This "family" of distributions has been the most popular over quite a few years, but has seen a parade of vendors come and go, and all appear to be heading into business models involving a lesser degree of releasing the collections of software as "free software".
Red Hat Linux was the replacement (at least in mindshare) to Slackware . It was notable for its use of the installation tool RPM that is a fair bit more powerful than Slackware's pkgtool installation utility. RPM provides a relatively robust system for installing, de-installing, and upgrading "packages."
Slackware provides a few installation features that RedHat doesn't, notably installation assistance with the UMSDOS system (installing on a "live" MS-DOS file system, with no need to repartition drives or create ext2 file systems).
RedHat has a major advantage over distributions such as Slackware in that there is direct support for a number of non-IA-32 architectures that have included Alpha, Sun SPARC, PowerPC, amongst others.
In the interests of providing some better graphical tools, they founded the RHAD - Red Hat Advanced Development Laboratories, where they are working to produce further GUIed tools in conjunction with the GNOME Project.
Red Hat Linux is being discontinued; come 2004, you will have to choose between either:
Commercial releases such as RHAS (Red Hat Advanced Server), priced at levels from hundreds of dollars per CPU to thousands of dollars per CPU, or
Which is a "community-sponsored" distribution available freely.
This project distributes community-usable releases of "Enterprise Linux" distributions based on Red Hat Enterprise 2.1 AS and 3 ES.
It appears likely that this will be the end of Red Hat Linux as we have known it.
With the great popularity of Red Hat's collection of "Linux software," many have built distributions that are more or less derivative of it, all using the RPM package management tool.
It seems commonly regarded as opening hostilities in a "war" against Red Hat.
This started as a "clone" of Red Hat Linux, being "99% compatible," with various patches and package improvements.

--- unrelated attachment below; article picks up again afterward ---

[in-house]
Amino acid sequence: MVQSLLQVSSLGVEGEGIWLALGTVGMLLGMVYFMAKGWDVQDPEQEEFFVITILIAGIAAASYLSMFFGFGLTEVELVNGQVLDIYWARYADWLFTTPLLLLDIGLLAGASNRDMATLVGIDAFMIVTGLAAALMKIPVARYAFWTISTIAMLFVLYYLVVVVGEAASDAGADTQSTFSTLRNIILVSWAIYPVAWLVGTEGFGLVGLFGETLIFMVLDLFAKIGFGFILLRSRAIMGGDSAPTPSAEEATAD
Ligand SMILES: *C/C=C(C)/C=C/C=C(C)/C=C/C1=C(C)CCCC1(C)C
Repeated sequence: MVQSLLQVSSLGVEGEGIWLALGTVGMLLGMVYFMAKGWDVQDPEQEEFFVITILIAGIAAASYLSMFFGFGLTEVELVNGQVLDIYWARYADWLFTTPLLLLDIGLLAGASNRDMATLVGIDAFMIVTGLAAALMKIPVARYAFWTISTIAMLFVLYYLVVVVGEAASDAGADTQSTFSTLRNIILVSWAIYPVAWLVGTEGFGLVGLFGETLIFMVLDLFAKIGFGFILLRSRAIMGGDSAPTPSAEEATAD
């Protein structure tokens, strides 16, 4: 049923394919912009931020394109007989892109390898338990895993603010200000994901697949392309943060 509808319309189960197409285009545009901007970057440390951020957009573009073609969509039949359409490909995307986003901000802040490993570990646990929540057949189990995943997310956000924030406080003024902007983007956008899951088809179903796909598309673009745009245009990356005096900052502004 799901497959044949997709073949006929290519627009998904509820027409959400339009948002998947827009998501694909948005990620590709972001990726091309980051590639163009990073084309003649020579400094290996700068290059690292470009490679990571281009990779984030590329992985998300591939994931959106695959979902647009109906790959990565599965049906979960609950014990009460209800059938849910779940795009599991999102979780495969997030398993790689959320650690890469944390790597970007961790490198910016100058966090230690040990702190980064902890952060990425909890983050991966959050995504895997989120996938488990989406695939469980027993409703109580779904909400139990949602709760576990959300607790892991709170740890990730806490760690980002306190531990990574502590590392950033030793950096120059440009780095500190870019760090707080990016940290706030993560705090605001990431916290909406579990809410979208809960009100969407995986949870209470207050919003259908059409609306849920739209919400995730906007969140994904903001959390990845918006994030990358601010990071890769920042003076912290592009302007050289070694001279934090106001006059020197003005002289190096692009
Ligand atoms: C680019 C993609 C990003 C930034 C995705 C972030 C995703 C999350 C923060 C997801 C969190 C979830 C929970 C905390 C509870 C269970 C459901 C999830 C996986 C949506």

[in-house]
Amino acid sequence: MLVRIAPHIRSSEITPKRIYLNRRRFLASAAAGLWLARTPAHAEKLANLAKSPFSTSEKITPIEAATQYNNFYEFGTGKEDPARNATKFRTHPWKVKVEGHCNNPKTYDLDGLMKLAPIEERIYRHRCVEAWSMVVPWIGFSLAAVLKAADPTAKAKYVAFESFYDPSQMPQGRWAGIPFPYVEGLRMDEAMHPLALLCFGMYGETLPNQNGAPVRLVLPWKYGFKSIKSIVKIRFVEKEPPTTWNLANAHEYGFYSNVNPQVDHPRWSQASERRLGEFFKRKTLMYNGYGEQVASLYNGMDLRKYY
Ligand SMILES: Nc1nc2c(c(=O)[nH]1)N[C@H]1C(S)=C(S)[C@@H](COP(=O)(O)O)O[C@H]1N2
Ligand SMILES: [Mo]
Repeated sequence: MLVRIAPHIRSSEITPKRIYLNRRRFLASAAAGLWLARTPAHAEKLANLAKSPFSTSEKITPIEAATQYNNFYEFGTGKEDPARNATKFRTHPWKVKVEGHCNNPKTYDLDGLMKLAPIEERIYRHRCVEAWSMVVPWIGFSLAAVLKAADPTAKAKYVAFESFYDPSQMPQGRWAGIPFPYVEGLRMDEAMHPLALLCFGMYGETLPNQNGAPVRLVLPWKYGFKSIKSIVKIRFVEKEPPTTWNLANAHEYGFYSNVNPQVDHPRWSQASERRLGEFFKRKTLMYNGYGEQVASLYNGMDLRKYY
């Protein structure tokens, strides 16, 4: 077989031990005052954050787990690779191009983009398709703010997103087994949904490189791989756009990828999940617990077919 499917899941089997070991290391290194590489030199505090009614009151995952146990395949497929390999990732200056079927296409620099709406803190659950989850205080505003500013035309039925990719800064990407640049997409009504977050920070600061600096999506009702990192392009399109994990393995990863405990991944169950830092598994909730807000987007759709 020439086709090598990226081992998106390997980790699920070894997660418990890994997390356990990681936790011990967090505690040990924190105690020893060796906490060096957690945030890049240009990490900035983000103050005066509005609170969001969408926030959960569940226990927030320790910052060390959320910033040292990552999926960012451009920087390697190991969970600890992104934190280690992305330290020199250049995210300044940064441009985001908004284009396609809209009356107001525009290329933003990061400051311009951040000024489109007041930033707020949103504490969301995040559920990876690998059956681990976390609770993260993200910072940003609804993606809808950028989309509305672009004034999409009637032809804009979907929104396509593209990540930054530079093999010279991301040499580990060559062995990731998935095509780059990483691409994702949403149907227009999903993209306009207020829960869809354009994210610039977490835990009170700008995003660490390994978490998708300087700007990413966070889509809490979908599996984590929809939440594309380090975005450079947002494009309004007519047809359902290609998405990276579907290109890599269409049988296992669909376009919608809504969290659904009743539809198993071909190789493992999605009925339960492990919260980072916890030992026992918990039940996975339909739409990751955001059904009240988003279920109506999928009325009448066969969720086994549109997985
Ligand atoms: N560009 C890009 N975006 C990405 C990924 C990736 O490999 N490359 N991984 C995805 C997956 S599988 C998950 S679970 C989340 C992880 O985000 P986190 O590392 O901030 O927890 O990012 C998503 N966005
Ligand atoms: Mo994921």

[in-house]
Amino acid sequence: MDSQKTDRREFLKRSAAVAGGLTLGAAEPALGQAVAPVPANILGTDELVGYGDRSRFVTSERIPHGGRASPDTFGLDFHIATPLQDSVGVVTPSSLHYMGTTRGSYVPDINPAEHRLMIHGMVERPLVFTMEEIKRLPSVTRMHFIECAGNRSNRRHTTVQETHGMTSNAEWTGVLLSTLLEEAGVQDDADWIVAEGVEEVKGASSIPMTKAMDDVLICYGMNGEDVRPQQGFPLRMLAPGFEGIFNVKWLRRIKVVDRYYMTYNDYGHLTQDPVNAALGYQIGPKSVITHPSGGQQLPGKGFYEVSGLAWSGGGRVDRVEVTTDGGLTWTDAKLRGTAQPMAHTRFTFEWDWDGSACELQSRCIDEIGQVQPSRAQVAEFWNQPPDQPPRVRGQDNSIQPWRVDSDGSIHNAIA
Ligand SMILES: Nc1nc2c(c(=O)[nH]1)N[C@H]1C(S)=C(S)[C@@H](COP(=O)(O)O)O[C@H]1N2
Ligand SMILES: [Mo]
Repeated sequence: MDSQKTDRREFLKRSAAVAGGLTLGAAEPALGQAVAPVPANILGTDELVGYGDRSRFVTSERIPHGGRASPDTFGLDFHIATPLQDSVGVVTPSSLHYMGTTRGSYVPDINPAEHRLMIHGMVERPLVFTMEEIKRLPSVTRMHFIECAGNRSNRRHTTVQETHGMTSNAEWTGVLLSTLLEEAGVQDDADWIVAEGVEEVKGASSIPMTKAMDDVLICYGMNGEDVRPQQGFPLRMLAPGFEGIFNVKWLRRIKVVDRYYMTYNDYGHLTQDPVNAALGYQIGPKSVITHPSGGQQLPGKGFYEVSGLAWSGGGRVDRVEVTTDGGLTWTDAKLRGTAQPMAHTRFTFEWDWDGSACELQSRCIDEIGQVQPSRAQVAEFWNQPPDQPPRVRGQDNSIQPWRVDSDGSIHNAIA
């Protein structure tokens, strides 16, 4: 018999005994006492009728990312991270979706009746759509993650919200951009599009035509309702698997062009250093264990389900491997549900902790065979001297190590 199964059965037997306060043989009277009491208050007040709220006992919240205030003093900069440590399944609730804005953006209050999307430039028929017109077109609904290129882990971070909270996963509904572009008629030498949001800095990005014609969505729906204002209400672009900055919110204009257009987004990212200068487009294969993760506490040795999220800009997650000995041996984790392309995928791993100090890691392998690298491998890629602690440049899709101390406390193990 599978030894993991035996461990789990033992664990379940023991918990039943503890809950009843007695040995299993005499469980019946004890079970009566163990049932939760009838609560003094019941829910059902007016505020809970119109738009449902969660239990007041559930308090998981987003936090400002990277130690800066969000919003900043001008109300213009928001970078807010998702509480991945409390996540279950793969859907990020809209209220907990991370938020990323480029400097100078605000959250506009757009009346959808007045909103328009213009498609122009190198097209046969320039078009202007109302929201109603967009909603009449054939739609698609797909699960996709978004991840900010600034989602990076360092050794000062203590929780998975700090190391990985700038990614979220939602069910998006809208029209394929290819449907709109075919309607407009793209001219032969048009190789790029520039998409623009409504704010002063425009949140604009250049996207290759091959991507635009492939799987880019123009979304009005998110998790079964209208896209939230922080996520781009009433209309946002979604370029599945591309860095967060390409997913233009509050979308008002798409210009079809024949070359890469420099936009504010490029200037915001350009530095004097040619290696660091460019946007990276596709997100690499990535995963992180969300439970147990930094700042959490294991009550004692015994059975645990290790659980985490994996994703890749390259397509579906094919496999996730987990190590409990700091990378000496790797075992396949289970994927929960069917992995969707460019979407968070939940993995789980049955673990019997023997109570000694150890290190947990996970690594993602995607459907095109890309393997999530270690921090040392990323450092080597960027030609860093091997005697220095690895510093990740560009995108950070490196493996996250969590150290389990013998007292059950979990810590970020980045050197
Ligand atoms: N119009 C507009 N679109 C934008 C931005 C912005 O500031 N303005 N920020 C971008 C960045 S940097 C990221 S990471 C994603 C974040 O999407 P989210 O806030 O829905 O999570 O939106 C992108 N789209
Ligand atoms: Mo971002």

They went through some significant financial difficulties; their business model is now loosely that of a "club;" if you want early access to new versions of the distribution, you need to pay a $66USD/yr "membership fee" to gain access to this.
Yet another RPM -based Linux distribution. Primarily notable for offering a PowerPC version, they were also amongst the first providing System 390 support.
Their other "claim to fame" was their clustering Server Edition that supports SMP and provides some "failover" capabilities.
At one point, they were trying to generate riches by doing an IPO; that fell through shortly before the tech stock market fell apart in 2001. They have since decided to specialize in supporting Asian markets, and the company stock is now traded on the Osaka Stock Exchange.
Caldera/SCO are a set of "litigious bastards." They were formerly somewhat related to Novell, and their systems tended to include support for Novell LAN services.
Notice that all of these products have since pretty much disappeared from the market. Apparently their efforts didn't help very much
They also carry a product called Caldera OpenDOS, which used to be known assortedly as DR-DOS and Novell DOS 7.
This actually points us to where their actual source of sales seems to be, namely in suing large vendors. They bought out DRI, and then (successfully) sued Microsoft for its anticompetitive behaviour with respect to Windows 3.1.
In 2003, the " big news" was that Caldera bought out SCO , and have threatened IBM on the basis of the claim that IBM has included proprietary SCO code in versions of Linux. There have been some rash claims about ownership of copyright and trademarks for UNIX, as well as attempts to demand that Linux users pay them around $1500 per host to have access to binary-only versions of Linux.
They have initiated court action against a number of companies including IBM, Daimler-Chrysler, Novell, and Autozone, but despite plenty of filings, they have not identified any intellectual property belonging to them in Linux. See Groklaw for more details on the legal action.
To say that this has caused consternation and anger against Caldera/SCO would be a gross understatement. "Litigious bastards."
www.linux-kheops.com Linux-Kheops - French Linux vendor
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